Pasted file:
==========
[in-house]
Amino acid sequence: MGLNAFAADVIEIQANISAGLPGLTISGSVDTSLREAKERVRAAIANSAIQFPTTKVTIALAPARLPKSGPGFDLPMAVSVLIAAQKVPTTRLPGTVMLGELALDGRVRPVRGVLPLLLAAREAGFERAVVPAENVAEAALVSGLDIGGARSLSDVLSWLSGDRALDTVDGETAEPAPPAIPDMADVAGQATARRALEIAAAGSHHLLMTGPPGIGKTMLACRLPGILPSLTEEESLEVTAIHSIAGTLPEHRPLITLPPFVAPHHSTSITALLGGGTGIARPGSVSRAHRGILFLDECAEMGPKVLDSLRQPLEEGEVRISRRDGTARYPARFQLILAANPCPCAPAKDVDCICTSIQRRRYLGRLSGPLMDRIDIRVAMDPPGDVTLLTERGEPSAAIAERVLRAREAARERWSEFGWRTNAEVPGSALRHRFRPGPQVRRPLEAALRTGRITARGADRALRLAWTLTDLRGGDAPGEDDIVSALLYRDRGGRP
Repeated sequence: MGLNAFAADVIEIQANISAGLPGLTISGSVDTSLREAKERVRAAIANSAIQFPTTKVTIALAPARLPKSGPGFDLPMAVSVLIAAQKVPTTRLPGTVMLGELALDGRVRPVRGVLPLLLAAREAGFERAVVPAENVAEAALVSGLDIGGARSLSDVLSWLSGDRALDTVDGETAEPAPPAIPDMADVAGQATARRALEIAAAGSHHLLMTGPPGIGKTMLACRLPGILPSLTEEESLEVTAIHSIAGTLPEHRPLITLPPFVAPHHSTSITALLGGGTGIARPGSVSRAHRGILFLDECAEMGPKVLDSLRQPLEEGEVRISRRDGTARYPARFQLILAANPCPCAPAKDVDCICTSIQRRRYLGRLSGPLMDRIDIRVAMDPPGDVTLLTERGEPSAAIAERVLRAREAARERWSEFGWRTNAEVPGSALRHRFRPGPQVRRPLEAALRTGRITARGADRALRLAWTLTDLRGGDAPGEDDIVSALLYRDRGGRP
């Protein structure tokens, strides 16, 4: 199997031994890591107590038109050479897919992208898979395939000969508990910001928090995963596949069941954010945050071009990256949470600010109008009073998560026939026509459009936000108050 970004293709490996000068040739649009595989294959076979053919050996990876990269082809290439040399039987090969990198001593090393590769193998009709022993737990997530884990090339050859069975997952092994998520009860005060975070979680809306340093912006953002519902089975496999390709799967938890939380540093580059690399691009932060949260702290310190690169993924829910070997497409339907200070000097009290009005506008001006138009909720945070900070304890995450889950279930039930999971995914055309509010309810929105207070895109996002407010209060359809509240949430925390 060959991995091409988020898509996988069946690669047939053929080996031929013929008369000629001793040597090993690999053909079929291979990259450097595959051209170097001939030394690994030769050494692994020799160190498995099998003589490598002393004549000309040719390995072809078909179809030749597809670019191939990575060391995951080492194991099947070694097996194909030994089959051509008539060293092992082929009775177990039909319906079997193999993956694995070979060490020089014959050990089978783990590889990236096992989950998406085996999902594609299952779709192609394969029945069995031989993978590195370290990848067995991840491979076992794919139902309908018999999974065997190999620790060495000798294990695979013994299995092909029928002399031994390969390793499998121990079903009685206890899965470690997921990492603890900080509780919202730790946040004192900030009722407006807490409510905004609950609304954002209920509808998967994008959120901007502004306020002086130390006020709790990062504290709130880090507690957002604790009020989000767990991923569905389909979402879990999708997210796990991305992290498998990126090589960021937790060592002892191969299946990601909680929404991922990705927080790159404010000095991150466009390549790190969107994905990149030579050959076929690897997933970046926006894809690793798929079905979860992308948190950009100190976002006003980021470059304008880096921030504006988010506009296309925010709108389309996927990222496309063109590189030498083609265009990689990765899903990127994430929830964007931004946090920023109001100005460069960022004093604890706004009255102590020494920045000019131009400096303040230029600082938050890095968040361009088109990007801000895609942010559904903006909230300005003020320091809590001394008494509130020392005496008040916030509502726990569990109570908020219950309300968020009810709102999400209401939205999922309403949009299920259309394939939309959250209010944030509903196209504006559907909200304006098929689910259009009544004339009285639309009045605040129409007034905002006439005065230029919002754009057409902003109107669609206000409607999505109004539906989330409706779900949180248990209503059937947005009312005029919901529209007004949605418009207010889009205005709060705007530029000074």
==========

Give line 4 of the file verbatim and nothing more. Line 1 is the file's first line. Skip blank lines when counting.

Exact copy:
């Protein structure tokens, strides 16, 4: 199997031994890591107590038109050479897919992208898979395939000969508990910001928090995963596949069941954010945050071009990256949470600010109008009073998560026939026509459009936000108050 970004293709490996000068040739649009595989294959076979053919050996990876990269082809290439040399039987090969990198001593090393590769193998009709022993737990997530884990090339050859069975997952092994998520009860005060975070979680809306340093912006953002519902089975496999390709799967938890939380540093580059690399691009932060949260702290310190690169993924829910070997497409339907200070000097009290009005506008001006138009909720945070900070304890995450889950279930039930999971995914055309509010309810929105207070895109996002407010209060359809509240949430925390 060959991995091409988020898509996988069946690669047939053929080996031929013929008369000629001793040597090993690999053909079929291979990259450097595959051209170097001939030394690994030769050494692994020799160190498995099998003589490598002393004549000309040719390995072809078909179809030749597809670019191939990575060391995951080492194991099947070694097996194909030994089959051509008539060293092992082929009775177990039909319906079997193999993956694995070979060490020089014959050990089978783990590889990236096992989950998406085996999902594609299952779709192609394969029945069995031989993978590195370290990848067995991840491979076992794919139902309908018999999974065997190999620790060495000798294990695979013994299995092909029928002399031994390969390793499998121990079903009685206890899965470690997921990492603890900080509780919202730790946040004192900030009722407006807490409510905004609950609304954002209920509808998967994008959120901007502004306020002086130390006020709790990062504290709130880090507690957002604790009020989000767990991923569905389909979402879990999708997210796990991305992290498998990126090589960021937790060592002892191969299946990601909680929404991922990705927080790159404010000095991150466009390549790190969107994905990149030579050959076929690897997933970046926006894809690793798929079905979860992308948190950009100190976002006003980021470059304008880096921030504006988010506009296309925010709108389309996927990222496309063109590189030498083609265009990689990765899903990127994430929830964007931004946090920023109001100005460069960022004093604890706004009255102590020494920045000019131009400096303040230029600082938050890095968040361009088109990007801000895609942010559904903006909230300005003020320091809590001394008494509130020392005496008040916030509502726990569990109570908020219950309300968020009810709102999400209401939205999922309403949009299920259309394939939309959250209010944030509903196209504006559907909200304006098929689910259009009544004339009285639309009045605040129409007034905002006439005065230029919002754009057409902003109107669609206000409607999505109004539906989330409706779900949180248990209503059937947005009312005029919901529209007004949605418009207010889009205005709060705007530029000074």